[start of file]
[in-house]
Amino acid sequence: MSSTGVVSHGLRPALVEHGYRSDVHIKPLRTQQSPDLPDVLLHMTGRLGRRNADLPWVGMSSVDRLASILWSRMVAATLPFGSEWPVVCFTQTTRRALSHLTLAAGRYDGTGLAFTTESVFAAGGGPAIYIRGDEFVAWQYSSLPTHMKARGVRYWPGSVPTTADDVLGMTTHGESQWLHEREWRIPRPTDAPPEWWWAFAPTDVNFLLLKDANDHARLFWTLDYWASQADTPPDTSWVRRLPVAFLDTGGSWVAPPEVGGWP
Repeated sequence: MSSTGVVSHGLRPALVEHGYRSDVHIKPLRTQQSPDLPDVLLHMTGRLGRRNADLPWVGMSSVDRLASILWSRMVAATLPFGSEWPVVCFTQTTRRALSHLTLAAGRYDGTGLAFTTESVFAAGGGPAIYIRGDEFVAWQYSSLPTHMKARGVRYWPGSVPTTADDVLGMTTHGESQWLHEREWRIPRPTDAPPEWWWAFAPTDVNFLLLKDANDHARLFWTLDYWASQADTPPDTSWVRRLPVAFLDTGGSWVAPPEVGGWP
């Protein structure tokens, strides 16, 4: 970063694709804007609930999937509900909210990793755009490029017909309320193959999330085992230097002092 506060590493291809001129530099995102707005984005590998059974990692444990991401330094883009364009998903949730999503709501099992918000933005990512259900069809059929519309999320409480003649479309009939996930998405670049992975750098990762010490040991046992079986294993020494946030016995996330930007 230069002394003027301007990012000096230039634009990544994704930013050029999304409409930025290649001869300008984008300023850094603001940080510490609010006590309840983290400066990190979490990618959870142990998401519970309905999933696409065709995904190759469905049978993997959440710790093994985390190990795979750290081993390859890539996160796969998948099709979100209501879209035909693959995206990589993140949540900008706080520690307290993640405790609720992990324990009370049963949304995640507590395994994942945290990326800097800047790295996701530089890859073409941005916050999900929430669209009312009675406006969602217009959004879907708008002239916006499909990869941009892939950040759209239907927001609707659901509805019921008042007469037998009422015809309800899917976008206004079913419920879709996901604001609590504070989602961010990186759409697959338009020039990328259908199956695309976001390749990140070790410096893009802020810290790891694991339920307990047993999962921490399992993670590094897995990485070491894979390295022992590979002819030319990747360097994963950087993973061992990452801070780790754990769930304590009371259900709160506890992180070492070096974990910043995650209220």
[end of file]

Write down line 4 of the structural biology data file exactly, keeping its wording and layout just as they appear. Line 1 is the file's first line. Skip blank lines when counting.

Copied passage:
């Protein structure tokens, strides 16, 4: 970063694709804007609930999937509900909210990793755009490029017909309320193959999330085992230097002092 506060590493291809001129530099995102707005984005590998059974990692444990991401330094883009364009998903949730999503709501099992918000933005990512259900069809059929519309999320409480003649479309009939996930998405670049992975750098990762010490040991046992079986294993020494946030016995996330930007 230069002394003027301007990012000096230039634009990544994704930013050029999304409409930025290649001869300008984008300023850094603001940080510490609010006590309840983290400066990190979490990618959870142990998401519970309905999933696409065709995904190759469905049978993997959440710790093994985390190990795979750290081993390859890539996160796969998948099709979100209501879209035909693959995206990589993140949540900008706080520690307290993640405790609720992990324990009370049963949304995640507590395994994942945290990326800097800047790295996701530089890859073409941005916050999900929430669209009312009675406006969602217009959004879907708008002239916006499909990869941009892939950040759209239907927001609707659901509805019921008042007469037998009422015809309800899917976008206004079913419920879709996901604001609590504070989602961010990186759409697959338009020039990328259908199956695309976001390749990140070790410096893009802020810290790891694991339920307990047993999962921490399992993670590094897995990485070491894979390295022992590979002819030319990747360097994963950087993973061992990452801070780790754990769930304590009371259900709160506890992180070492070096974990910043995650209220």